3D printing has become a magical reality across the world in a short span of time. The acceptance of 3D printing has prompted many observers to describe it the next Industrial revolution. The technology was invented in the 1980s. But the exorbitant costs prevented its popularity. After the expiry of patent, many companies ventured into the field making the technology more popular and affordable. The initial usage was around prototype manufacturing. As of now, 3D technology is being used even in mass manufacturing of various products of different shapes and designs. Imagination has become the limit for 3D printing technology.
What is 3 D printing?
In simple terms, 3D printing is a technology of creating three dimensional solid objects from a digital image or file. The process is also called additive manufacturing. The three dimensional model is created by laying down thin layers of material continuously which is controlled by a computer programme. Thus, a Computer Aided Design (CAD) becomes a physical model.
What is additive manufacturing or printing?
During the construction of a wall, we keep brick over brick by keeping a layer of binding material in between. The process involved in additive manufacturing or printing is almost same. In this process, a three dimensional object or model is created by arranging continuous layers of material till the model is manufactured. Each layer represents a thin, horizontal cross section of the final model. The entire process is controlled by computer. As of now, there are seven different types of additive manufacturing processes namely, binder jetting, directed energy deposition, material jetting, powder bed fusion, material extrusion, sheet lamination and vat photopolymerization.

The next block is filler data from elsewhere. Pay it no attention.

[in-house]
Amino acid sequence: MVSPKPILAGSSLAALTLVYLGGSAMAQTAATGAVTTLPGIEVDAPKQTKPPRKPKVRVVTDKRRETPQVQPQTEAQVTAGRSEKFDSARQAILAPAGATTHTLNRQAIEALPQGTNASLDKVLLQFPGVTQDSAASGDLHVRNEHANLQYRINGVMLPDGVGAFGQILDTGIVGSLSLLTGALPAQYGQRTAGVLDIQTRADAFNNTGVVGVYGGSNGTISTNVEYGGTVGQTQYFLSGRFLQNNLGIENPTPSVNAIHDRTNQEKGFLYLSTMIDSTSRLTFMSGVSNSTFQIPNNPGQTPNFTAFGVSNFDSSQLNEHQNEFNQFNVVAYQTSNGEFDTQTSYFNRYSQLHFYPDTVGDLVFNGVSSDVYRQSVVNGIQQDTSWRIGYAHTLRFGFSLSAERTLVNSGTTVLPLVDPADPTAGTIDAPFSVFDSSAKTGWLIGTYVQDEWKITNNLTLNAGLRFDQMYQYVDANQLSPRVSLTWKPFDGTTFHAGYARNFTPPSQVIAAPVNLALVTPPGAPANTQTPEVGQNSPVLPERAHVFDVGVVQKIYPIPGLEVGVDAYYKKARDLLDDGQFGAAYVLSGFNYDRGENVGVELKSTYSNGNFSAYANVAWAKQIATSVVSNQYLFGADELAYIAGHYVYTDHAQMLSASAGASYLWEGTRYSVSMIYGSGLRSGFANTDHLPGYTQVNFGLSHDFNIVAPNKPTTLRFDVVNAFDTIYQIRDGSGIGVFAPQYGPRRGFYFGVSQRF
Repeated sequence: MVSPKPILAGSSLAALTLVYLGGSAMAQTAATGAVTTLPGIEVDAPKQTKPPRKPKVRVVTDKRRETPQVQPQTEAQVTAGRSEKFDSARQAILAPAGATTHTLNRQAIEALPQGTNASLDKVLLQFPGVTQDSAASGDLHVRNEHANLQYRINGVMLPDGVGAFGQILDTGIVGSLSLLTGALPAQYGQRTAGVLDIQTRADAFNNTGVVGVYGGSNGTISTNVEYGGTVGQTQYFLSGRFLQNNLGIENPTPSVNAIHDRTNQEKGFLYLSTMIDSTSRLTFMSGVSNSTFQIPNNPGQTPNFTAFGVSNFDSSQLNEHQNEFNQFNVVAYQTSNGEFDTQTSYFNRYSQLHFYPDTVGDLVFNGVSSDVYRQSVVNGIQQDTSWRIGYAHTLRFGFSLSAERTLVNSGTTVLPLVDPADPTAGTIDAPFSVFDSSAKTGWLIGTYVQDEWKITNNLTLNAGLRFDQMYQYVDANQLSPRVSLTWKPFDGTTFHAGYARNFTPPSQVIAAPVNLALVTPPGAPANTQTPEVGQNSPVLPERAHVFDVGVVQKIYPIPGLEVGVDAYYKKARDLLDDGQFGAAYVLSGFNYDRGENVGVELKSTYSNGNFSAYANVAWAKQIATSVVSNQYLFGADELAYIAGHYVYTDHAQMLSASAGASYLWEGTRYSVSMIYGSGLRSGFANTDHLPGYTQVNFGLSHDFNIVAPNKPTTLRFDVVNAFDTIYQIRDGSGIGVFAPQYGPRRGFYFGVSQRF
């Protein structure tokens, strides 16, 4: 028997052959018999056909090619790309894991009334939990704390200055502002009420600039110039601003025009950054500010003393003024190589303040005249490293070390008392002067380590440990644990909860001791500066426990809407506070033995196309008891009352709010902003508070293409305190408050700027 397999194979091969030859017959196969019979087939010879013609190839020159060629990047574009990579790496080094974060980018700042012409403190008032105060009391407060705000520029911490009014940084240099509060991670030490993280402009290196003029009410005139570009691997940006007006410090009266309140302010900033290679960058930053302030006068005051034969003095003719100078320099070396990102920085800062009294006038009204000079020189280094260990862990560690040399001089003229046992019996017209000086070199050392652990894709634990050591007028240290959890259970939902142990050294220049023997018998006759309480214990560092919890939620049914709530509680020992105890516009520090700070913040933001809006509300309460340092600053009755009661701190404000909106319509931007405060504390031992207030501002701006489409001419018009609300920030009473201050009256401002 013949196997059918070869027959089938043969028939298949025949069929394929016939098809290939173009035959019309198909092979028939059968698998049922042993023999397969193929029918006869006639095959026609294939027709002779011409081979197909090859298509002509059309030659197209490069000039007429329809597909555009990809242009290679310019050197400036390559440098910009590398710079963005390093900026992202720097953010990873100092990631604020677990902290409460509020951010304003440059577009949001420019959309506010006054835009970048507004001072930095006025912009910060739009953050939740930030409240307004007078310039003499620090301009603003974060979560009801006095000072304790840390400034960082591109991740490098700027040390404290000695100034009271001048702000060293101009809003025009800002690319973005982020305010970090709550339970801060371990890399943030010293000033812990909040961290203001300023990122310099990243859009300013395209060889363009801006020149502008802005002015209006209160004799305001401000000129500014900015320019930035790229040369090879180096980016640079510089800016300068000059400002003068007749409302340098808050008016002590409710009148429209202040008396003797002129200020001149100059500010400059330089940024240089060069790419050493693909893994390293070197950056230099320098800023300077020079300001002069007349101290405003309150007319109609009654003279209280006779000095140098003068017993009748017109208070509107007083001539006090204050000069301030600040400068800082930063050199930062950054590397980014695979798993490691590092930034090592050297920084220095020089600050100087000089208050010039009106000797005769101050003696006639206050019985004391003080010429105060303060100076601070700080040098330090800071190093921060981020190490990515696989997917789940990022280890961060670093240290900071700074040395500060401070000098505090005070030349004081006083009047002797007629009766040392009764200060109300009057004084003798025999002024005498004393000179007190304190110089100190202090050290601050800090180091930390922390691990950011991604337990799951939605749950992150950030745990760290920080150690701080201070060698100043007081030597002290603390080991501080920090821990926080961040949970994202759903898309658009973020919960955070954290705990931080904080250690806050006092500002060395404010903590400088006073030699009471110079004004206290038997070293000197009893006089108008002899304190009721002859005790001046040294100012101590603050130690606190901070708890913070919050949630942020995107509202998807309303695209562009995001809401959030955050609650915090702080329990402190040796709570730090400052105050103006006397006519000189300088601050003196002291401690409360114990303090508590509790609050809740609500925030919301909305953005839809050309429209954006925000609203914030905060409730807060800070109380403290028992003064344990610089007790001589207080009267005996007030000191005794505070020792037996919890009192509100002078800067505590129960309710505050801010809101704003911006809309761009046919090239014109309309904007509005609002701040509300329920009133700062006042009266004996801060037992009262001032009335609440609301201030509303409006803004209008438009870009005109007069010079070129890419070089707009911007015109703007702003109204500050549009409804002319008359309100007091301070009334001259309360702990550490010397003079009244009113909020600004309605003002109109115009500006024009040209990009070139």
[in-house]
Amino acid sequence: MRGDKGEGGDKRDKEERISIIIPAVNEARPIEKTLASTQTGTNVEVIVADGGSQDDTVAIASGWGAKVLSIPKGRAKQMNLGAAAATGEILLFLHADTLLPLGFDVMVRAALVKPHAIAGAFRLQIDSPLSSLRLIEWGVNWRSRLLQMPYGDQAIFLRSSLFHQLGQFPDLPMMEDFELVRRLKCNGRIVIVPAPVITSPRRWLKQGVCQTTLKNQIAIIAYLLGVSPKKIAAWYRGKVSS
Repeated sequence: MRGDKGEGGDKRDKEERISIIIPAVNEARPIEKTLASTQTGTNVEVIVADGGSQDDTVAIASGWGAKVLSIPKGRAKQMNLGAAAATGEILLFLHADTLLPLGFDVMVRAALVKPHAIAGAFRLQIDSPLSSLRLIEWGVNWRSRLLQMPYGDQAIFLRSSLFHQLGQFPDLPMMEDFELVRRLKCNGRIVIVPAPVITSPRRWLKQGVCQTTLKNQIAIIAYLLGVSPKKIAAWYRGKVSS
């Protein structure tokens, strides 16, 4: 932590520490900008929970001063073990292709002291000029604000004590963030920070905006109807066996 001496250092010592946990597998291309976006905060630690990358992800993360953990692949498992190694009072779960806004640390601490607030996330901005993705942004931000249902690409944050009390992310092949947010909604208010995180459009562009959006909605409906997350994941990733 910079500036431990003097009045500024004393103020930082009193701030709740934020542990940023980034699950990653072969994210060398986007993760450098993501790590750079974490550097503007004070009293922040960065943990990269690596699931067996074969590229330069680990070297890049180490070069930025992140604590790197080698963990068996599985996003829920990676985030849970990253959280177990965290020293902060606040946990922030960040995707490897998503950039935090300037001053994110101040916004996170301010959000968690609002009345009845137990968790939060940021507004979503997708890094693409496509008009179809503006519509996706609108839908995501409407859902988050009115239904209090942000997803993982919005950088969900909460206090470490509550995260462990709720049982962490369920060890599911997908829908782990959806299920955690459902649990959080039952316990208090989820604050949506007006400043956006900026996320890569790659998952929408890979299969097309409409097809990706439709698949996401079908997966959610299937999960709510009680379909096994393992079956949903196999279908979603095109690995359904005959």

What are the processes involved?
3 D Model preparation
The first step involved is creation of virtual design of the object, which is normally a CAD file. This model can be created using a 3D modeling application or with a 3D scanner. 3D scanner can be used when a 3D digital copy of an object is to be created.
Companies like Google and Microsoft have introduced 3D scanners. Microsoft’s Kinect is such a hardware. It is expected that in future, smartphones will have 3D scanners and scanning will become a simple feature like photography.
Slicing is the process of conversion of 3D design to printable format. In this technique, the 3D model is divided into large number of horizontal layers. This process can be carried out by using software applications. Software like Tinkercard supports the scanning and slicing processes.
On completion slicing, the model is ready to print. It can be fed into a 3D printer using USB, SD or Wi-Fi, depending on the type of printer used. Each slice is read by the printer and the 3 dimensional object is created by laying one layer over the other layers. In certain cases, the printed object is smoothed using chemical solvents as part of finishing
What are the applications of 3D printing?
3D printing finds applications in areas like prototype manufacturing, jewellery design, automobile components manufacturing, furniture components, bridge, building and vehicle designs and even in human body part manufacturing. The technology presently finds application in prototyping, custom –building and create limited edition products to test the market. With the technology becoming cheaper, it will find varying applications.
3D Printing: Basics you wanted to know
3D printing is a technology of creating three dimensional solid objects from a digital image or file. The process is also called additive manufacturing.